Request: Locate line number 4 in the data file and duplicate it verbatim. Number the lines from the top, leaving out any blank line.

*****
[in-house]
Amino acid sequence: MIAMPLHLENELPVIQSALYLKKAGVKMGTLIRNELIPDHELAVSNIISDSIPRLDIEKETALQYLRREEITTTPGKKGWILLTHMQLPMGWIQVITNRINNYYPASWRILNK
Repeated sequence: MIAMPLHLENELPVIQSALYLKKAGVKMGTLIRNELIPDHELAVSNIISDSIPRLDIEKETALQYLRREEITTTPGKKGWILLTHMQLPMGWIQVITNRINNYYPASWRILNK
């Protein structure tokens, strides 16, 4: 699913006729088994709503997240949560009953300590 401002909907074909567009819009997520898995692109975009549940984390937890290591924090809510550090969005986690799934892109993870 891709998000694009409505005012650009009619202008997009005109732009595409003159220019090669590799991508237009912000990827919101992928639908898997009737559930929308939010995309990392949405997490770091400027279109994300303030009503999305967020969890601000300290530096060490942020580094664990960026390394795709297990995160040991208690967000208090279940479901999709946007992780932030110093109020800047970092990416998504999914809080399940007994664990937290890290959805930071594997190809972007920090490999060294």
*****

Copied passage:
């Protein structure tokens, strides 16, 4: 699913006729088994709503997240949560009953300590 401002909907074909567009819009997520898995692109975009549940984390937890290591924090809510550090969005986690799934892109993870 891709998000694009409505005012650009009619202008997009005109732009595409003159220019090669590799991508237009912000990827919101992928639908898997009737559930929308939010995309990392949405997490770091400027279109994300303030009503999305967020969890601000300290530096060490942020580094664990960026390394795709297990995160040991208690967000208090279940479901999709946007992780932030110093109020800047970092990416998504999914809080399940007994664990937290890290959805930071594997190809972007920090490999060294």